Prior to her talk at the University of Washington, Prof. Dorothy Ko generously took time to answer a few questions about two recent publications: Fire Walk with Me: Tales of Artisanal Body (Parts) and Innovation in Early Modern China and The Social Life of Inkstones: Artisans and Scholars in Early Qing China.
Prof. Ko will be speaking at the University of Washington on Thursday, April 26 from 3:30pm-5:30pm in Thomson 317. We hope to see you there!
The artisans of early modern China take center stage in your 2017 book The Social Life of Inkstones, as well as in Fire Walk with Me: Tales of Artisanal Body (Parts) and Innovation in Early Modern China. The former describes how the production of inkstones integrated artisanal and intellectual life into the figure of the “artisan-scholar,” whereas the latter references the exploitation of artisans at the hands of their bosses. How did these contrasting arrangements affect perceptions of artisanal labor in each instance?
Prof. Ko: There is not one artisan but many in early modern China. The perception and value of artisanal labor in each trade depend on a host of factors that are often not rational to the modern mind. Seal carving, for example, requires a similar set of skills as carving inscriptions on inkstones, but the former was generally considered more prestigious or refined. Nor can we attribute this variation to the proximity of each practice to literary culture. Artisans who carve words on different material surfaces—stone, woodblock, and jade, for instance—garner different remunerations. We need case-by-case empirical studies of the division of labor in each trade through time as well as how they vary from place to place.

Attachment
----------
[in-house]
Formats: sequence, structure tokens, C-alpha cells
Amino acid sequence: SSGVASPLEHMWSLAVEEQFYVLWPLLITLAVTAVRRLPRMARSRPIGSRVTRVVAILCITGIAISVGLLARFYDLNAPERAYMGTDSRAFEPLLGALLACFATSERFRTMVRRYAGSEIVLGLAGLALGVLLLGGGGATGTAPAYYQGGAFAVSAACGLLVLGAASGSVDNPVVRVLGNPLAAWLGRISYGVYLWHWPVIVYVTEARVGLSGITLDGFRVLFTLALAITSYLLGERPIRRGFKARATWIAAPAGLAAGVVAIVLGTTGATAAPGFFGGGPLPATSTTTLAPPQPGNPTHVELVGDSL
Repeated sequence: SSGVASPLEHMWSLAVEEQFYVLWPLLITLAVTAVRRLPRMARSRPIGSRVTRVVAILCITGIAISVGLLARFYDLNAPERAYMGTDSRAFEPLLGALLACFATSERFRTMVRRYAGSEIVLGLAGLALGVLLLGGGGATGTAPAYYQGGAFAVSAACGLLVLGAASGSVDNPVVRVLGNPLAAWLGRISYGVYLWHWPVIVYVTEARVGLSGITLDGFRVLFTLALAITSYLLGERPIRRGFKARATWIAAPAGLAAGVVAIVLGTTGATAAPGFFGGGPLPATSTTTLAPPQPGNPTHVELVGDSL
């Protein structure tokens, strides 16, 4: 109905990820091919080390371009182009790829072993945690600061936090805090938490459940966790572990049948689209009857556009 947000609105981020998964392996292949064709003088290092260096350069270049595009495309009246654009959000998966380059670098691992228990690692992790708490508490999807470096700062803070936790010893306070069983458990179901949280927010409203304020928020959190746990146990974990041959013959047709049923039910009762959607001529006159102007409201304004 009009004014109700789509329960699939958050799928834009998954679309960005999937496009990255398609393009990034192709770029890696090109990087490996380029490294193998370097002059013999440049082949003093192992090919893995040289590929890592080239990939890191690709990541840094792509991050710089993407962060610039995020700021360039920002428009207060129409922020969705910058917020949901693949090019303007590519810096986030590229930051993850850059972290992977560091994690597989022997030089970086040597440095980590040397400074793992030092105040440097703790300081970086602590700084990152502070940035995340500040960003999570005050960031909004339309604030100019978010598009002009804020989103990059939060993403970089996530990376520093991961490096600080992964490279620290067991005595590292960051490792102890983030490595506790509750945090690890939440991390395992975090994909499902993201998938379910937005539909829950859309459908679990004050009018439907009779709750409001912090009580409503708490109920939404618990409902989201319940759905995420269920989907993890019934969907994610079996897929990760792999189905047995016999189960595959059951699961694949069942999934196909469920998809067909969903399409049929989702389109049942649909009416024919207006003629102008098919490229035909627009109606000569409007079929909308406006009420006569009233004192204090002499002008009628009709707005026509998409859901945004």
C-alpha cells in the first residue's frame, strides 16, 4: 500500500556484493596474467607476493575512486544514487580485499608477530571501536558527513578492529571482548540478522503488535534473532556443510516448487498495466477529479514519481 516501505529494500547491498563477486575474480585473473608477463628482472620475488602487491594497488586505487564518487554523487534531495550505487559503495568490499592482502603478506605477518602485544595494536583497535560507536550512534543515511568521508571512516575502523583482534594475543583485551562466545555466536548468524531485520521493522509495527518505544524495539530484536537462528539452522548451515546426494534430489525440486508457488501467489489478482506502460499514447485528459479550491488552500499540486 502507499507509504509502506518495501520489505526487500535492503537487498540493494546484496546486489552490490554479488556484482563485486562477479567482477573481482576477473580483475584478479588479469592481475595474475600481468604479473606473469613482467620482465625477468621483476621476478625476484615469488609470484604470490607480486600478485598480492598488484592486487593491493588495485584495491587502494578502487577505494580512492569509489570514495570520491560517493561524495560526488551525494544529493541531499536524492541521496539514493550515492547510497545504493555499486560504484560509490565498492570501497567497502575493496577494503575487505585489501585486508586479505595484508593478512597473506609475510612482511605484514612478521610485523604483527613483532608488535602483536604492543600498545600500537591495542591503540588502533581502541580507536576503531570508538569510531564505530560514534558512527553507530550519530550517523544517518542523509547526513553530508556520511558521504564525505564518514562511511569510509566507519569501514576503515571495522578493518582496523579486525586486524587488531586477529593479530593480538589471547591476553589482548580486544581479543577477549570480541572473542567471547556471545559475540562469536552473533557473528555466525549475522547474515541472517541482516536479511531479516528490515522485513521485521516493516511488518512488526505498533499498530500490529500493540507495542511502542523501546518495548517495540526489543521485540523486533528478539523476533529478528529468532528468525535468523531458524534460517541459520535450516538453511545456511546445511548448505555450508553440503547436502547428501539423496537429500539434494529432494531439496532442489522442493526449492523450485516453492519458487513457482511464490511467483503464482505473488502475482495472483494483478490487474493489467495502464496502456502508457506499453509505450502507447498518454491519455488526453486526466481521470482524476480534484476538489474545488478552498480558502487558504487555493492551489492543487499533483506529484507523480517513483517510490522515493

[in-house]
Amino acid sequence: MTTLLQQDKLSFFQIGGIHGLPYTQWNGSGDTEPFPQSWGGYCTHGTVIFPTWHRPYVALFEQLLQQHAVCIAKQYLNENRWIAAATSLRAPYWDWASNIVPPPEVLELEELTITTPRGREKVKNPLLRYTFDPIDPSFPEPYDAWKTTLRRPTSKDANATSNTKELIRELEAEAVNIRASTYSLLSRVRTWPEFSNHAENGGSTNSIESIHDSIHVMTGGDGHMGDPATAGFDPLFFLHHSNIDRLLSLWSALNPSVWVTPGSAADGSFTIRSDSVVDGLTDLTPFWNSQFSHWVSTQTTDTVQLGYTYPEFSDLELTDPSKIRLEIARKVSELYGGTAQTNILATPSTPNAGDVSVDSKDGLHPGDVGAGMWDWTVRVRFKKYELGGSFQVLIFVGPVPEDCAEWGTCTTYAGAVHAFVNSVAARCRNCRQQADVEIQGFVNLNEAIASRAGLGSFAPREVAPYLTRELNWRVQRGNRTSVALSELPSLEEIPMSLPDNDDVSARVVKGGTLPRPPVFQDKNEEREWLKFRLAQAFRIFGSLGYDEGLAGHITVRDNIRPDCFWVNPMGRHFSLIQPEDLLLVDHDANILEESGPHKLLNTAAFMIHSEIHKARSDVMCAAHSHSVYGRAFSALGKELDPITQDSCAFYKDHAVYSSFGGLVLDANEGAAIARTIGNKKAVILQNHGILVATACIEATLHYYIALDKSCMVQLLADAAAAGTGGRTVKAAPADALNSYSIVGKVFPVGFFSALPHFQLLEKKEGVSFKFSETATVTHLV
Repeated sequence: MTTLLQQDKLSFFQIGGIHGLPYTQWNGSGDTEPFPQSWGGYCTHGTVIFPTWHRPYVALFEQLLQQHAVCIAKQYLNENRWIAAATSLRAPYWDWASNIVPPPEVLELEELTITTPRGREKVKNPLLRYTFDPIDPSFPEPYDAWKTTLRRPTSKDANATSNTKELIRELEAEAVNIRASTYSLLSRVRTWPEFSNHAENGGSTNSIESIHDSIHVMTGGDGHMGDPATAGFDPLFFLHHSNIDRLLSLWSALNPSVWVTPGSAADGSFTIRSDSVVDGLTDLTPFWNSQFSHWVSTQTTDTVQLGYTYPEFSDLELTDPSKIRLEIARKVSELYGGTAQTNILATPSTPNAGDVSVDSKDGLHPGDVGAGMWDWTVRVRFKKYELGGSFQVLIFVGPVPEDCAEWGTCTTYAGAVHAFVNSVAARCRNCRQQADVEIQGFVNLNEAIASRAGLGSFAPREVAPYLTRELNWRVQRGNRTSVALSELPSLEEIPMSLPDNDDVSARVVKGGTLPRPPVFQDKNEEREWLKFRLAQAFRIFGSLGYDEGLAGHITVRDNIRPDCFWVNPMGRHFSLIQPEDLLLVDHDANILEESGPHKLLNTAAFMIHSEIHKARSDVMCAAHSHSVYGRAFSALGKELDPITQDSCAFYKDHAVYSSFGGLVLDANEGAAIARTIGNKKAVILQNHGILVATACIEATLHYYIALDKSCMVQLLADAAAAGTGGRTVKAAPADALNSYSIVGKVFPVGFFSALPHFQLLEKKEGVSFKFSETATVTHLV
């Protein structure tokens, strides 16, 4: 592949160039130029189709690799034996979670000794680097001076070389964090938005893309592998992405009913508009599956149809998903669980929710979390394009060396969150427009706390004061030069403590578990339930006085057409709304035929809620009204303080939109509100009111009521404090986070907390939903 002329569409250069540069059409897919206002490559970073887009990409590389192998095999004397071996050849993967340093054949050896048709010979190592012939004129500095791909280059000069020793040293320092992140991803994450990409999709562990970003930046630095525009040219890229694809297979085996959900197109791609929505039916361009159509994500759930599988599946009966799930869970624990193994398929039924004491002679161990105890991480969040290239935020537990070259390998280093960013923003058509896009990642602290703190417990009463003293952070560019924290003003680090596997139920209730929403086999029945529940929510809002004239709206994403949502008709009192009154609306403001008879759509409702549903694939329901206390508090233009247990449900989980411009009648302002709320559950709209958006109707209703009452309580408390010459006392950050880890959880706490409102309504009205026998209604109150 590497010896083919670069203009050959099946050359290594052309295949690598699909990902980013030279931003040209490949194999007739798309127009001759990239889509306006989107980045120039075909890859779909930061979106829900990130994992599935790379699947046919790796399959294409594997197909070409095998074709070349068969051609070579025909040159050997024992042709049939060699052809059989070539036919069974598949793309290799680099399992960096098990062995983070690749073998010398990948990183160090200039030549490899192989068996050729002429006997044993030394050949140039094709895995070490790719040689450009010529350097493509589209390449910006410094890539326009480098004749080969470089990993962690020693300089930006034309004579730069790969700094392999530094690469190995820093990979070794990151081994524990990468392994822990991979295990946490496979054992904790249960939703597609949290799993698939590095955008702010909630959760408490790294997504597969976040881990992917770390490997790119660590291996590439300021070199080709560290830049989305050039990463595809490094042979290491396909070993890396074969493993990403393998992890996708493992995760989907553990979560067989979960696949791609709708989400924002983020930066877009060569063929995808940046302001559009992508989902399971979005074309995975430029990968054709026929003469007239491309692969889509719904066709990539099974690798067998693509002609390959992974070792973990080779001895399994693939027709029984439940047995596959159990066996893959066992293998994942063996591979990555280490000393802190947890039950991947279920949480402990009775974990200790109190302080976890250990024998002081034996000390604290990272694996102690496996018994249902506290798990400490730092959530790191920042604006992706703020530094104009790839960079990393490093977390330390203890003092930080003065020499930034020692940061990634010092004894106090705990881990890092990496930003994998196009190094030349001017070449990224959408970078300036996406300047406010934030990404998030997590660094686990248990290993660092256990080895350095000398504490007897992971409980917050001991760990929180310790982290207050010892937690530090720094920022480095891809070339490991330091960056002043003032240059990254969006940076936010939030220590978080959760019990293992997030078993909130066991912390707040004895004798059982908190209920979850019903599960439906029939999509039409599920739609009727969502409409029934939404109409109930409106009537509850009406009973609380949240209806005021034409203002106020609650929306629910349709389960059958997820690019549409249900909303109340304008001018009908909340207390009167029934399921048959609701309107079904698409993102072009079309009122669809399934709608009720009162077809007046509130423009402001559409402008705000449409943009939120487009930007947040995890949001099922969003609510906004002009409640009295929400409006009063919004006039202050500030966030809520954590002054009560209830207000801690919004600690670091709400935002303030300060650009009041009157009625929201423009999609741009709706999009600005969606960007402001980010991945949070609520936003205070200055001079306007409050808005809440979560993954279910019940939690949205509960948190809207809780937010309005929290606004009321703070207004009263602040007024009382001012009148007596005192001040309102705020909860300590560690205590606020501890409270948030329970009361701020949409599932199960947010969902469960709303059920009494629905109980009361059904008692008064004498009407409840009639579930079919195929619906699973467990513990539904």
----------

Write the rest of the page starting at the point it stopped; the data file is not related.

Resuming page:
In a recent symposium at the Clark Museum, Fire Walk With Me was part of a larger conversation titled “Artisanal Practice and State Power.” Do the stories of these artisans in Jingdezhen reflect their place in a broader social fabric defined by governance?
Prof. Ko: Indeed. Jingdezhen is a special place where the unbearable weight of the imperial court was keenly felt since it was the site of the Ming and Qing imperial porcelain manufactory. The artisans there were oppressed not only by relentless production quotas, eunuch supervisors (in the Ming), and pressure to invent new products, but also by workshop bosses and loan-sharks. These intense political, economic, and technical pressures came through vividly in the tales told by the Jingdezhen artisans. In this sense these stories offer glimpses of the artisanal communities’ experiences of the opportunities and challenges of an early modern society preoccupied with the pursuits of wealth, status, and novelty.
Fire Walk With Me concerns the stories of artisanal communities in south-central China that feature the intermingling of human sweat and blood with the materials of their work. Could you speak to how this entanglement expands or deepens an understanding of artisanal authorship?
Prof. Ko: As scholars, we seldom think of ourselves as artisans. But of course we are—we think and write not with our minds, but with our bodies (embodied minds to be exact). All mental activities, as cognitive scientists and neurologists tell us, are embodied. All scholars are inherently craftsmen: We are apprentices in graduate school, honing our skills in conducting research and delivering papers. We become journeymen after our orals and earn the right to operate a workshop without supervision only upon successful defense of our dissertation. As professors we strive to make a name for ourselves by the masterpieces we send into the world. The only difference is that the lucky few tenured professors are less susceptible to the judgment of the fickle market, a luxury that few artisans, regardless of fame, can afford. The intermingling of artisanal sweat and blood (not to mention tears) with the products of their handwork is true of scholarly authorship as well.